Over 20,000 Sheep Welfare Scheme applicants paid in full

A total of 20,271 applicants have been paid in full under the Sheep Welfare Scheme, a spokesperson for the Department of Agriculture, Food and the Marine has confirmed.

Towards the end of April, it was announced that the 15% balancing payments for ‘Year 1’ of the scheme would commence.

As of June 14, balancing payments amounting to €2.5 million had been paid to eligible applicants, the department spokesperson added.

The roll-out of balancing payments was expected to bring the total paid under the scheme to almost €19 million.

A number of applicants are still subject to ongoing processing due to “outstanding queries” in relation to the completion of actions or the submission of sheep census forms, among other issues, the spokesperson explained.

The Sheep Welfare Scheme is co-funded by the European Union as part of Ireland’s Rural Development Programme (RDP) 2014-2020.

Under the scheme, farmers who are accepted are provided with a payment of €10/ewe – as long as they have complied with the terms and conditions.

EID tagging

Meanwhile, the mandatory extension of electronic identification (EID) tagging to all sheep is set to be discussed by the Joint Committee on Agriculture, Food and the Marine this week.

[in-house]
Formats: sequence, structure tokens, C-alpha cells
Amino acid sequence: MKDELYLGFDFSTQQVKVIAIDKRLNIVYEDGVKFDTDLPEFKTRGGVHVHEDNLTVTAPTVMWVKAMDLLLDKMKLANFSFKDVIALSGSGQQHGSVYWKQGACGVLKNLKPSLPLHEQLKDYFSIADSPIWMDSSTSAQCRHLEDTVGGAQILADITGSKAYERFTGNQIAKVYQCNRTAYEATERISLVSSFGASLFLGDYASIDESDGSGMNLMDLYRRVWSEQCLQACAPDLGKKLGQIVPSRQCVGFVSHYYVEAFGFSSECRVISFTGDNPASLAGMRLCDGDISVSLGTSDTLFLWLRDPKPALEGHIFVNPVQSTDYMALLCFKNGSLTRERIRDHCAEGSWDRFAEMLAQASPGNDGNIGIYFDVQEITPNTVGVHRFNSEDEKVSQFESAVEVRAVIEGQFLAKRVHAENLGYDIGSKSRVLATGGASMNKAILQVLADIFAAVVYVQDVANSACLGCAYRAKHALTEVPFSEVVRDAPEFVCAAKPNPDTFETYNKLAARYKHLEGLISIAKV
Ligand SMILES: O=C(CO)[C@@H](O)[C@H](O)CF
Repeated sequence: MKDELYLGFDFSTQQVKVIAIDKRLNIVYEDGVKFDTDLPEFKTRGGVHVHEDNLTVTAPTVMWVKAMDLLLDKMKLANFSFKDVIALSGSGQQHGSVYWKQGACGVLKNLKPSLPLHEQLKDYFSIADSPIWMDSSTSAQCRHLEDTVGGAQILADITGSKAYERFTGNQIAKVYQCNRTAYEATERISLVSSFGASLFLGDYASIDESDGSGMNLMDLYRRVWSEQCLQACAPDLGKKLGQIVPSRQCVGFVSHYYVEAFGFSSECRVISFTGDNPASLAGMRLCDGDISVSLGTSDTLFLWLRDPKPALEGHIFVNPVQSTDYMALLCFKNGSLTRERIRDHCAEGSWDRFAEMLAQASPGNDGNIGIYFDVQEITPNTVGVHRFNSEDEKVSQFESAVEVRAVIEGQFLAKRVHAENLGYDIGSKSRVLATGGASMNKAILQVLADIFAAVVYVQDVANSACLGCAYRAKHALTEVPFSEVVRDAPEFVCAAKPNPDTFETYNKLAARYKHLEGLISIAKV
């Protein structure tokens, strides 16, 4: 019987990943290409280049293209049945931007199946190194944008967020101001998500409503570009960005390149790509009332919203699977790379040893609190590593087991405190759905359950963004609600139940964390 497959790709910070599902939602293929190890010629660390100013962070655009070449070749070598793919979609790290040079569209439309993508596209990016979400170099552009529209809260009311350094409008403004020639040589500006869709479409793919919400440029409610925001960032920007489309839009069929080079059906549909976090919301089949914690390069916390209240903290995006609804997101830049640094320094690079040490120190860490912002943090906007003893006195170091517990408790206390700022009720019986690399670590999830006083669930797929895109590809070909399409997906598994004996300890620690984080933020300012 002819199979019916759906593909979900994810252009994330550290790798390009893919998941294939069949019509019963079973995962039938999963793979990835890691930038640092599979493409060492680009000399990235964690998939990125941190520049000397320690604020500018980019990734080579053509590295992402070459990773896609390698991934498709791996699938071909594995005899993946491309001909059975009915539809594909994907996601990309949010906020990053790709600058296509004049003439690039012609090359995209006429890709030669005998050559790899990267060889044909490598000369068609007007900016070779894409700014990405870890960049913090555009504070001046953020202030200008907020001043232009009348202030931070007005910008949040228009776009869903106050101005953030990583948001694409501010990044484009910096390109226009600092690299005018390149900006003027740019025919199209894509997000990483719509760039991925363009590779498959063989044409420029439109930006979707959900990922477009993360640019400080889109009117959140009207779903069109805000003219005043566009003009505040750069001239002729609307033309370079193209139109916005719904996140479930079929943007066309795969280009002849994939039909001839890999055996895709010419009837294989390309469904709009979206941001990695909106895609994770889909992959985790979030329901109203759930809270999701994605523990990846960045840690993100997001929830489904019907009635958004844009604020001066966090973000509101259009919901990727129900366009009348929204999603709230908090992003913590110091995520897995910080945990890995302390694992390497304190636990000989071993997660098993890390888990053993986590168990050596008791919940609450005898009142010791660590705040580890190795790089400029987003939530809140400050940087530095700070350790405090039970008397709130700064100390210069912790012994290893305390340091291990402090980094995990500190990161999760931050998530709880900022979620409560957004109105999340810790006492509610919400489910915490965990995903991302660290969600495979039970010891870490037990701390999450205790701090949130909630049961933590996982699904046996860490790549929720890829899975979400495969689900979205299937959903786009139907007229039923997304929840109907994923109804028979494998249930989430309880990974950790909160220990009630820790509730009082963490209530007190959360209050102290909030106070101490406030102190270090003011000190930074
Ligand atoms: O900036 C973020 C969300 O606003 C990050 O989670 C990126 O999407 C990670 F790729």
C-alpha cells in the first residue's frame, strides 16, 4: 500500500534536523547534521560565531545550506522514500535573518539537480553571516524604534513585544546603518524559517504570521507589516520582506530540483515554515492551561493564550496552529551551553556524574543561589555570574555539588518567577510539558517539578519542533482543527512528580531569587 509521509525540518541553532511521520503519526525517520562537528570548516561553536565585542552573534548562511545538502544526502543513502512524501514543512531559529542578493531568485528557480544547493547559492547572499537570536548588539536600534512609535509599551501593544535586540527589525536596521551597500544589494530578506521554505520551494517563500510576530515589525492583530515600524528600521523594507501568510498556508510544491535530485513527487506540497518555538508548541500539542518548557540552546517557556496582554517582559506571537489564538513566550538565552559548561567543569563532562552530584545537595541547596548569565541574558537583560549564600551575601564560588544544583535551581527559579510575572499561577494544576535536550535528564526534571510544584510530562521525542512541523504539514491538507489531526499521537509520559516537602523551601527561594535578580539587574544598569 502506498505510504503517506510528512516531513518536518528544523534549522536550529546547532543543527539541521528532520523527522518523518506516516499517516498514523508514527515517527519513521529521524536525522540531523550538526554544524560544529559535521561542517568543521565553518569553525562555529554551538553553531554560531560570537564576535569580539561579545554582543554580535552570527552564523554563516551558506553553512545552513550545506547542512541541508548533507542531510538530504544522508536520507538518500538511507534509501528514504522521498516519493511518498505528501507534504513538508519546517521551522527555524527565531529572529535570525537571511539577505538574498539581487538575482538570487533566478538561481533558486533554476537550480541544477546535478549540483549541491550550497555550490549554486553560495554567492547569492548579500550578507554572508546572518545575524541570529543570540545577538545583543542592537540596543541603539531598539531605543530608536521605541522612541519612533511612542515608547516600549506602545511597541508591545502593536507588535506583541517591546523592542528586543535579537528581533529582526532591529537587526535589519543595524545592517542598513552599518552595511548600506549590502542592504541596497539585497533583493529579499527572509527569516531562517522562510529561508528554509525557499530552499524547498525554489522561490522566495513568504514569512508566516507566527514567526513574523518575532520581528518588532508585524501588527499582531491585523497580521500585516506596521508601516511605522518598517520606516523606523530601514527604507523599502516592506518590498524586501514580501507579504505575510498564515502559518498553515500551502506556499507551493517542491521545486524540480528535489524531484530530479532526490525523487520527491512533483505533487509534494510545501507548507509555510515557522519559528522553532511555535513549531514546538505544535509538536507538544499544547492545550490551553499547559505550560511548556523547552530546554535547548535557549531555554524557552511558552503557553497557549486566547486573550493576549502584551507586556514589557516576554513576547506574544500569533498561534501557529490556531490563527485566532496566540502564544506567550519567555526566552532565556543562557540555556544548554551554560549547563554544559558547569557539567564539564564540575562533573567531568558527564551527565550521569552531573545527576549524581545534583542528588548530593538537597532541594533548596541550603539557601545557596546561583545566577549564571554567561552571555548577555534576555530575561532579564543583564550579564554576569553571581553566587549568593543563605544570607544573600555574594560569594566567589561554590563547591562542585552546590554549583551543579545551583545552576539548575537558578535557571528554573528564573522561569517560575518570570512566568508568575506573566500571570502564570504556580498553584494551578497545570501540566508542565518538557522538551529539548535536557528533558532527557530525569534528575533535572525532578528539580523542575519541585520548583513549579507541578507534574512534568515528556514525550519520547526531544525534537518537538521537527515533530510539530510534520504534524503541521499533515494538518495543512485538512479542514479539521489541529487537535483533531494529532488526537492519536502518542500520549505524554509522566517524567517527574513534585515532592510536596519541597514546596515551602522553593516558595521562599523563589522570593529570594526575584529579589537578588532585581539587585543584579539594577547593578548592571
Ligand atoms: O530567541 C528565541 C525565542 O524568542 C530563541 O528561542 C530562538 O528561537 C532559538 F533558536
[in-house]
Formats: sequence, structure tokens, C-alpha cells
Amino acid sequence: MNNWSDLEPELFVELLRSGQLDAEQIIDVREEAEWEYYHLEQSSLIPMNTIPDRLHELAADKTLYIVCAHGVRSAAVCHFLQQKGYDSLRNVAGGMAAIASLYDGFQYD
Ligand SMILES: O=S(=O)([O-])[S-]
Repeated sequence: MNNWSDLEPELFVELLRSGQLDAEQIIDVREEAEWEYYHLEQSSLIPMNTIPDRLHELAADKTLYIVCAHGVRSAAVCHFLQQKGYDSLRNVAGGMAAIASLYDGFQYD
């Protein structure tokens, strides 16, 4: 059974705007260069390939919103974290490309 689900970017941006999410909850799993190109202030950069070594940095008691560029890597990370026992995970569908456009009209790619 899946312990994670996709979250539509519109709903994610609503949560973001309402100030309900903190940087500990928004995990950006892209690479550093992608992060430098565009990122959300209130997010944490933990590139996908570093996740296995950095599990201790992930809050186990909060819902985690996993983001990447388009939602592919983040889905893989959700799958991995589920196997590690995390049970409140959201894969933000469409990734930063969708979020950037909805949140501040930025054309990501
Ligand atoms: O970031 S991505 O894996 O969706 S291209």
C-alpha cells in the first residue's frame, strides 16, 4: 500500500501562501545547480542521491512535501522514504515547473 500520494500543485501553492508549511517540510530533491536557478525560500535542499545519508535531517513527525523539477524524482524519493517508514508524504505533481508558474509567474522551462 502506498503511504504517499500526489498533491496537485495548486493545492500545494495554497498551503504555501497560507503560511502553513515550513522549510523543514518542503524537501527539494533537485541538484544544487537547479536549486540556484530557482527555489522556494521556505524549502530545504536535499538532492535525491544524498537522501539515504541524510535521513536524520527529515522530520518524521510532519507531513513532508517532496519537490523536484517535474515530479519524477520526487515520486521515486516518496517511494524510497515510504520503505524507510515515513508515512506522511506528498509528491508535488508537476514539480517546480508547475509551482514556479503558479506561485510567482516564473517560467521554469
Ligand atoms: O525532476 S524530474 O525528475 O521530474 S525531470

Farm organisations have criticised the decision – which was announced by the department at the beginning of May.

The committee will be focusing on the concerns raised by farmers, including the additional time and labour implications the new system will involve, the chair of the Agriculture Committee – Fine Gael TD Pat Deering – explained.

Speaking ahead of tomorrow’s meeting, deputy Deering said: “Sheep farmers have also voiced their dissatisfaction at a lack of meaningful consultation on EID up to now and many farmers are not satisfied that EID will mean further market access and an increase in the value of sheep farmers’ produce.

“The committee meeting will be a valuable opportunity to discuss electronic tagging and how we can ensure that it results in tangible benefits for Irish farmers, including greater access to new international markets.”